ST MARTIN’S SCHOOL, NORTHWOOD
NAVY SCHOOL BLAZER, WHITE SHIRT, DARK GREY/BLACK TROUSERS OR PLEATED NAVY TARTAN SKIRT, SCHOOL/HOUSE/AWARD TIE, NAVY V-NECK SWEATER AND BLACK SHOES.
SIXTH-FORMERS MAY WEAR A BUSINESS SUIT TOGETHER WITH A WHITE SHIRT AND SCHOOL/HOUSE/AWARD TIE.
SCHOOL UNIFORM IS AVAILABLE FOR PURCHASE HERE.
BOAT CLUB COLOURS
ACCREDITATIONS, ASSOCIATIONS AND AFFILIATIONS
ATHLETIC CONFERENCES & SPORTS LEAGUES
SISTER SCHOOLS & PARTNER SCHOOLS
ST HILDA’S PREPARATORY SCHOOL FOR GIRLS
ST JOHN’S COLLEGE, UNIVERSITY OF CAMBRIDGE
IN GOD IS ALL OUR TRUST
“LAUDATE NUNC PRAETORITOS” (LET US NOW PRAISE FAMOUS MEN)
CELEBRATED ALUMNI & FACULTY
AL-SULTAN ABDULLAH, 6TH SULTAN OF PAHANG; ERIC ARMAR VULLY DE CANDOLE; SIR WALLACE AKERS; BARONESS KAREN BRADY; RT. HON. STANLEY BUCKMASTER, 1ST VISCOUNT BUCKMASTER, LORD CHANCELLOR; ALAN CAMPBELL, BARON CAMPBELL OF ALLOWAY; DANIEL CHATTO; SIR WILLIAM LAIRD CLOWES; COL. SIR ROBERT EDIS; LT. GEN. SIR GEOFFREY CHARLES EVANS; GEN. SIR RICHARD GALE; SIR ALFRED GILBERT; PETER HAIGH; SIR MICHAEL KERR; SIR HUGH LADDIE; PETER LAWRENCE OPPENHEIM LEAVER; RT. HON. HASTINGS LEES-SMITH, MP; ACM SIR NIGEL MAYNARD; COL. SIR MICHAEL MCCORKELL; ARNOLD MCNAIR, 1ST BARON MCNAIR; SIR DAVID MITCHELL; TUANKU MUNAWIR IBNI ALMARHUM TUANKU ABDUL RAHMAN, 9TH YANG DI-PERTUAN BESAR NEGERI SEMBILAN; TUANKU MUHRIZ IBNI ALMARHUM TUANKU MUNAWIR, 11TH YANG DI-PERTUAN BESAR NEGERI SEMBILAN; DANIEL OYEGOKE; SIR KENNETH PICKTHORN, 1ST BARONET; SIR VINCENT RAVEN; SIR DENIS ROBERTS; SIR ALAN ROSE; SIR HAROLD SMEDLEY; SIR MARTIN SWEETING; SIR CHARLES TODHUNTER; FM RICHARD VINCENT, BARON VINCENT OF COLESHILL; SIR KENNETH WARREN; SIR SAMUEL WILKS, 1ST BARONET; MAJ. GEN HARRY WILLANS; DALE WINTON; RT. HON. THOMAS MCKINNON WOOD, MP; PAUL YULE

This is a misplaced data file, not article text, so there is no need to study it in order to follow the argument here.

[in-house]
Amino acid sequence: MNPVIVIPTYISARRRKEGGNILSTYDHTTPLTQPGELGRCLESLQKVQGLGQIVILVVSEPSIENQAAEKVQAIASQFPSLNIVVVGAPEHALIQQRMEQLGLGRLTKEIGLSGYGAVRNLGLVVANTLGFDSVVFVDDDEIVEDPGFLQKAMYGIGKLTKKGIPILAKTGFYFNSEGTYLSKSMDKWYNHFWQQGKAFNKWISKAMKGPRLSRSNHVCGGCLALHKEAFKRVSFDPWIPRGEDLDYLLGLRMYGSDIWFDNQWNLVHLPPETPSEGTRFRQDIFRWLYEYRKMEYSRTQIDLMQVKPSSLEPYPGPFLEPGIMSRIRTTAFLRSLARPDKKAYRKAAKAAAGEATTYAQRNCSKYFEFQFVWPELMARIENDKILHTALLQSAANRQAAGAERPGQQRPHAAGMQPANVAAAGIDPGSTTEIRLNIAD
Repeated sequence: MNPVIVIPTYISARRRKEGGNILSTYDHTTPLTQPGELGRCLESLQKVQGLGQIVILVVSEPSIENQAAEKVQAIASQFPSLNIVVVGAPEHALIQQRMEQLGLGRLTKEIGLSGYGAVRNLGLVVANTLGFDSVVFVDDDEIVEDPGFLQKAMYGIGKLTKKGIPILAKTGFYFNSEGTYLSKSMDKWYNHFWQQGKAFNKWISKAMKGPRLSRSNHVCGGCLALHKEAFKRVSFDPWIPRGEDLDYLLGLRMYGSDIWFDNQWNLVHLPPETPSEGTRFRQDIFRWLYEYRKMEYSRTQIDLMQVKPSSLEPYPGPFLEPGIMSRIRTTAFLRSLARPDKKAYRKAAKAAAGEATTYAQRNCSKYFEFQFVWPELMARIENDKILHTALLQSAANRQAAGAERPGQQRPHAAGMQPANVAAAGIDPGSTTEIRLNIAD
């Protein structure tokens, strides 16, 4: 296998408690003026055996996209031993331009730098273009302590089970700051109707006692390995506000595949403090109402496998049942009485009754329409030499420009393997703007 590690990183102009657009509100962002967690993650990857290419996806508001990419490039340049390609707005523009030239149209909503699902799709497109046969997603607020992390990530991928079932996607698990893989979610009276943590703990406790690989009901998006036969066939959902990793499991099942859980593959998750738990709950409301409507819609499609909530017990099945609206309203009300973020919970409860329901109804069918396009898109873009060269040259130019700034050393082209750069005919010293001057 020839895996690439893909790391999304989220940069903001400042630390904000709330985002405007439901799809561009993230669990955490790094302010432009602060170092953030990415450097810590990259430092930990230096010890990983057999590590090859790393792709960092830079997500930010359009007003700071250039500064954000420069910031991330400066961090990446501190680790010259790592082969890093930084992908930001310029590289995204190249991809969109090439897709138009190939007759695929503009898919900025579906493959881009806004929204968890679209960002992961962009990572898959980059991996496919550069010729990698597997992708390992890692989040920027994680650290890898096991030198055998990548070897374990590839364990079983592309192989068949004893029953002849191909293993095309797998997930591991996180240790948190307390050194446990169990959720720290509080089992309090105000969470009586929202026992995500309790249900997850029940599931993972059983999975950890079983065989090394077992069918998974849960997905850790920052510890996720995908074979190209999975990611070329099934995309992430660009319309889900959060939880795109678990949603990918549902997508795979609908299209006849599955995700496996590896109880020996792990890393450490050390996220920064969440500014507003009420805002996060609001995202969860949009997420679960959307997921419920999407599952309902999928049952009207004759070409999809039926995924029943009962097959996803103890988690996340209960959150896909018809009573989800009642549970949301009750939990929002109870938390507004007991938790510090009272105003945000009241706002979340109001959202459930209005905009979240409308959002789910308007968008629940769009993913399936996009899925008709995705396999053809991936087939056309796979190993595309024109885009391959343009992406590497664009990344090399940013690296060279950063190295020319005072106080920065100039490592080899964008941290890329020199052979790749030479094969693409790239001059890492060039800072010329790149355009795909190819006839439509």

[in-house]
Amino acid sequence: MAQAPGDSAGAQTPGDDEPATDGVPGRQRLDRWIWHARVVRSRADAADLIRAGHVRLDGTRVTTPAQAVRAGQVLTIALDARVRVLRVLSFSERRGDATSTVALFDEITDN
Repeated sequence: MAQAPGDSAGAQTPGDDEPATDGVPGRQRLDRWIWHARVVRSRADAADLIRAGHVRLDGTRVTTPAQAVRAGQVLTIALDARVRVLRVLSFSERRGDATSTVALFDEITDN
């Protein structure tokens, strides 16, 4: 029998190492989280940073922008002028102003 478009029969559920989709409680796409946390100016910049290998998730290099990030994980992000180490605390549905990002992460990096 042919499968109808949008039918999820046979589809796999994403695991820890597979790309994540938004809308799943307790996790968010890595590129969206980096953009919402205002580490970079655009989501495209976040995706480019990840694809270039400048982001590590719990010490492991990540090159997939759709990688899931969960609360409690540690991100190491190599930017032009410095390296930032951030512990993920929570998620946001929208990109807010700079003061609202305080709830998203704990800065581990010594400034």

HERTFORDSHIRE WD6 3AJ
ALDENHAM ROAD, ELSTREE, HERTFORDSHIRE WD6 3AJ, ENGLAND, UNITED KINGDOM
NURSERY, PRIMARY AND SECONDARY SCHOOL
PRE-PREPARATORY AND PREPARATORY SCHOOL
SPORTS ACADEMY (ASSOCIATION FOOTBALL)